The Shaolin heroes are comprised of his "first team" ~ Ti Lung as Tsai Te-Chung, the late Fu Sheng as Ma Chao-Hsing, Chi Kuan-Chun as Li Shih-Kai, David Chiang as Hu Te-Ti & an odd choice in Meng Fei as Fang Ta-Hung. Odd because it's Meng's only appearance in a Chang Cheh film to my knowledge. Billy Tang & Gordon Liu both make cameos, I don't know why he didn't use one of them. Anyhoo, Chang rounds out the film with great "villains";(shown with their own music) Tsai Hung as Pao Yu-Lung, Liang Chia-Jen a.k.a. Beardie as Chien San, Feng Ko-An as Chiang Chin-Chiu, Chiang Tao as Chen Wen-Yao & Johnny Wang Lung-Wei as Ma Fu-Yi. The story is simple; Manchus attack and destroy Shaolin with the help of a spy (explained in the prologue), each Shaolin hero gets matched up with their Manchu adversary, the heroes get beaten, they regroup, spend a year brushing up on their fu in the Shaolin ruins and have a 15 minute finale with our "improved" heroes taking on their Manchu enemies. However, Chang Cheh executes the narrative like no other. The Liu brothers, one of whom makes a cameo, deliver the goods in the choreography department, especially the end fight between Chi Kuan-Chun using the Cross Fist style against Feng Ko-An's Mantis Fist & Eagle Claw styles. Awesome stuff here and great stock music.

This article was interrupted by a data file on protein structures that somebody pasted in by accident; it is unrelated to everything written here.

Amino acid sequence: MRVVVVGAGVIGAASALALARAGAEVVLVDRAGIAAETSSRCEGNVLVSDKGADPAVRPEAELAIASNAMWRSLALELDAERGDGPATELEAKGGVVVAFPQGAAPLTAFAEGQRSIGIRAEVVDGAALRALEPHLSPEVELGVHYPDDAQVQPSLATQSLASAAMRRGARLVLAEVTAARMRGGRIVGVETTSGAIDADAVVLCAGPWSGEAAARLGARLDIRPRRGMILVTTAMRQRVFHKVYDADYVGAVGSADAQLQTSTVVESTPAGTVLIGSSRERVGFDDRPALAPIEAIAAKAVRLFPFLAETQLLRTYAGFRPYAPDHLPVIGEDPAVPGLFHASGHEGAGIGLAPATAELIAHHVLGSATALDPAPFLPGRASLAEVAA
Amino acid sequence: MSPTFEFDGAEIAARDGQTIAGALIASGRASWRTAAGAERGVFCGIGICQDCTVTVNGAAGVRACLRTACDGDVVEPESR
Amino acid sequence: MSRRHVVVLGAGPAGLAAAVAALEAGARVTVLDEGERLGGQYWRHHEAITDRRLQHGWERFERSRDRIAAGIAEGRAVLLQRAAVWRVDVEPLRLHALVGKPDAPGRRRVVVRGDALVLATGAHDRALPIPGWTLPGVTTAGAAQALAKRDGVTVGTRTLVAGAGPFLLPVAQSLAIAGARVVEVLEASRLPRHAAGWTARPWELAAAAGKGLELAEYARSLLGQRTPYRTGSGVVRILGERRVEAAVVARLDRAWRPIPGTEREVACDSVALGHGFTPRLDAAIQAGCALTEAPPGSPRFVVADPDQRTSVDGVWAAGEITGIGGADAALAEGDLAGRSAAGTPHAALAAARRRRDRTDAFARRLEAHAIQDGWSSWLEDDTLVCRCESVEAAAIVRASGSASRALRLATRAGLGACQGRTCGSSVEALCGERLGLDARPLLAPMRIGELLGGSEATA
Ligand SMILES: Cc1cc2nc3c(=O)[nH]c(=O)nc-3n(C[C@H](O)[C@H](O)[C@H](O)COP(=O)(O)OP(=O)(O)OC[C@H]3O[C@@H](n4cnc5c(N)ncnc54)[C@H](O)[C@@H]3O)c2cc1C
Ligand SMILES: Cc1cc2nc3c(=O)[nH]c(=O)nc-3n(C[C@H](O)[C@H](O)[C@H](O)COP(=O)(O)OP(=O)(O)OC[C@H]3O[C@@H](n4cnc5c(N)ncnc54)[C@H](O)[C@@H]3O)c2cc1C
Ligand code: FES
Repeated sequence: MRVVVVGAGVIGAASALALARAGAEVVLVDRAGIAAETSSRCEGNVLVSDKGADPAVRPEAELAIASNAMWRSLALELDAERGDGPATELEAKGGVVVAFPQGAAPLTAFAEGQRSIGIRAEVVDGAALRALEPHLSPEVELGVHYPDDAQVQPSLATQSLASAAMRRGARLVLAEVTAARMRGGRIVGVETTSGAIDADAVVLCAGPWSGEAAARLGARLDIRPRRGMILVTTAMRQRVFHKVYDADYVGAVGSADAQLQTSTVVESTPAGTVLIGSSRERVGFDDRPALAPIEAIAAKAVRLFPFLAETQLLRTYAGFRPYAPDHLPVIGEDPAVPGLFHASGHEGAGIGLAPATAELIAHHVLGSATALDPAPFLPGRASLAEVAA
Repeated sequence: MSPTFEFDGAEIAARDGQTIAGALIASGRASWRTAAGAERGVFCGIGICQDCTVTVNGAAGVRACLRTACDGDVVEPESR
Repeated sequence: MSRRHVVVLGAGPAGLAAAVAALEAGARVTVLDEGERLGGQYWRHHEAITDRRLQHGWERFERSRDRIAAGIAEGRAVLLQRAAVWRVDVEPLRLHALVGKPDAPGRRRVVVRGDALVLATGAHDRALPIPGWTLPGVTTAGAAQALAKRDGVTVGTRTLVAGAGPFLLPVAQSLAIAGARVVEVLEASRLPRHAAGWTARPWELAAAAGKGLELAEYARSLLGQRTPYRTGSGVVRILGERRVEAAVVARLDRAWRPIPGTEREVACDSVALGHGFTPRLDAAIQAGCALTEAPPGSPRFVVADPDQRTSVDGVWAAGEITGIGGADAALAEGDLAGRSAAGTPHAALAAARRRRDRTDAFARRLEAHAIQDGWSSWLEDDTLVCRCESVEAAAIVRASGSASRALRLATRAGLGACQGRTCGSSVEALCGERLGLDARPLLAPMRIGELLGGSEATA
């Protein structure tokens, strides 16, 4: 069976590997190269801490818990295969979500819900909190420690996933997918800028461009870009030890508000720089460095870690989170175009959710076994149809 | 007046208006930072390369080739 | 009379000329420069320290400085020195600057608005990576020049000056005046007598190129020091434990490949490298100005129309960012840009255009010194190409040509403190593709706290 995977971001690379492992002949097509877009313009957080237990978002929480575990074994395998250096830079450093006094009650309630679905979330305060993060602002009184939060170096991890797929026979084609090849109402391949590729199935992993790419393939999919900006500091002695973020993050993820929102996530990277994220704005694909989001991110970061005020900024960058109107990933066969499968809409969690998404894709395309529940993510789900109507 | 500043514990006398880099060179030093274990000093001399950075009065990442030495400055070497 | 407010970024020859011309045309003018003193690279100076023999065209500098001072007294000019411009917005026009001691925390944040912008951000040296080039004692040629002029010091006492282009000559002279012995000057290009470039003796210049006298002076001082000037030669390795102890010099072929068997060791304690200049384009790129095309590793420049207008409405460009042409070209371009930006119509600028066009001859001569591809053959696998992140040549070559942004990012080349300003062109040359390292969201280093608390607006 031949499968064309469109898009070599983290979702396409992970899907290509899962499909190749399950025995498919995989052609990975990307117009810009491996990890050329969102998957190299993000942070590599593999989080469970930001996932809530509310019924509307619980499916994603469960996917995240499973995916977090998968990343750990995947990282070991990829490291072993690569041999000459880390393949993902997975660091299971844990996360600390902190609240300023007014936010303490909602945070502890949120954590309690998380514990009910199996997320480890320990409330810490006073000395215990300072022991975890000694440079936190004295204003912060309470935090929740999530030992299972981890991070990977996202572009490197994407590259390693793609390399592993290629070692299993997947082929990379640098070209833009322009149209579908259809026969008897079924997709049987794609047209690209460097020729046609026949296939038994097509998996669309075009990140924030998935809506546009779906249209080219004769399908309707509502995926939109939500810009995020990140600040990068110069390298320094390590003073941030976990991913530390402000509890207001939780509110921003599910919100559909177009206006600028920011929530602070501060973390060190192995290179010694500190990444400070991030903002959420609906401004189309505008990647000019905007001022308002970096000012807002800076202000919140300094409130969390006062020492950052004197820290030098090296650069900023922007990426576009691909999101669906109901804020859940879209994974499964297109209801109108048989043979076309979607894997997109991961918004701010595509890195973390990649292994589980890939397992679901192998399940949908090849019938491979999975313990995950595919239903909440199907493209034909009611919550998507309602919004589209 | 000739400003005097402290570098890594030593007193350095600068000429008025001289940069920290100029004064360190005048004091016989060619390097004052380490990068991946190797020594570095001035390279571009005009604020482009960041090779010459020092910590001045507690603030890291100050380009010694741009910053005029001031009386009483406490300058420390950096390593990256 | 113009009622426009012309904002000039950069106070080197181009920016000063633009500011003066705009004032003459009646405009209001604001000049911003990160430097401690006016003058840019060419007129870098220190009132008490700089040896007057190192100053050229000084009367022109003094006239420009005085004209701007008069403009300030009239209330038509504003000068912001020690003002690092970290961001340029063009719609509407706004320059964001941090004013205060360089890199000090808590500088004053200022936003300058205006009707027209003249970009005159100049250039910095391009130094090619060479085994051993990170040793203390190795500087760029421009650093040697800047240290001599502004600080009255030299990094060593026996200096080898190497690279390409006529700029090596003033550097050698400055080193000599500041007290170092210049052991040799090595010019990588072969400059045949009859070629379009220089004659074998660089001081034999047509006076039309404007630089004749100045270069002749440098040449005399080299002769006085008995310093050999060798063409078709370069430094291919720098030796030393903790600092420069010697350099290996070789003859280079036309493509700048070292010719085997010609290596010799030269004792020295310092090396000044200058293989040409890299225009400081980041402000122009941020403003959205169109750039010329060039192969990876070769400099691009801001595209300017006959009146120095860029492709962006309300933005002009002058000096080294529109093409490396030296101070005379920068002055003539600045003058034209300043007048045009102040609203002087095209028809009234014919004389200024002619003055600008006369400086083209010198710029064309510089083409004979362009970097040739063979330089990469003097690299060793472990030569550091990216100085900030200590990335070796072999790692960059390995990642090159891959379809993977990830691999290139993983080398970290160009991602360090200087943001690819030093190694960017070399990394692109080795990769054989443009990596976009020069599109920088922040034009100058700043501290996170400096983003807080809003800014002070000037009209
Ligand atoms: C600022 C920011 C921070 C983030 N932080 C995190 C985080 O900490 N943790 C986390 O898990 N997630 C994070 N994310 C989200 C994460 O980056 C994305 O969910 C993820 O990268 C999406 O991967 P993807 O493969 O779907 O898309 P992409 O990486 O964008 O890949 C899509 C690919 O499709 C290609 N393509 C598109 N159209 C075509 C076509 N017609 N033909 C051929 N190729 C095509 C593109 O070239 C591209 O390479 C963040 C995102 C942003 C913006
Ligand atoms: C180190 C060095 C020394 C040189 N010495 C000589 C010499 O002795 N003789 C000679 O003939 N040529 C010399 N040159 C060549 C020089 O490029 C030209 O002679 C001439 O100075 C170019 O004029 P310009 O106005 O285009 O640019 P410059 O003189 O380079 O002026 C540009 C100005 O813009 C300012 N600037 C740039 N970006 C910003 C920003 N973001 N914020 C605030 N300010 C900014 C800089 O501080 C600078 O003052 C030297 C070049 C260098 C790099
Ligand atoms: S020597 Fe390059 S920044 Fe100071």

Now for the DVD; digitally restored & remastered blemish-free print. Widescreen, uncut, and it includes the original Chinese/English credits. One complaint though. Even though I would prefer subtitles and original Chinese audio track, I didn't mind the English dubbing here because it was those familiar "Drive-In Movie" voices that I grew up listening to. But here's the problem, the English track this DVD company had wasn't in the greatest shape. It was audible and all, but there were synch glitches left and right (probably because of the different region origins of the video and audio), and the audio track kept switching between two different audio tracks. It wasn't that bad, I'm being a little nitpicky I know, but it was slightly distracting, but the picture quality is top-notch.

Bonzai Distribution, who did this one, are hit and miss. Sometimes they do a fantastic job like "Ten Tigers of Kwangtung", "The Weird Man" and "House of Traps", sometimes they do a real crappy job like "Magnificent Ruffians". "Five Shaolin Masters" a.k.a. "Five Masters of Death" falls in between - excellent picture, so-so audio, no special features. Well, there's my opinion for what it's worth. Hope it helps."
The best shaolin movie of all time !
J. Tarnue Moryan | Minneapolis, USA | 09/26/2007
(5 out of 5 stars)

"This is the best kung fu movie of all time. It features the beloved Fu Sheng, who I think is the best."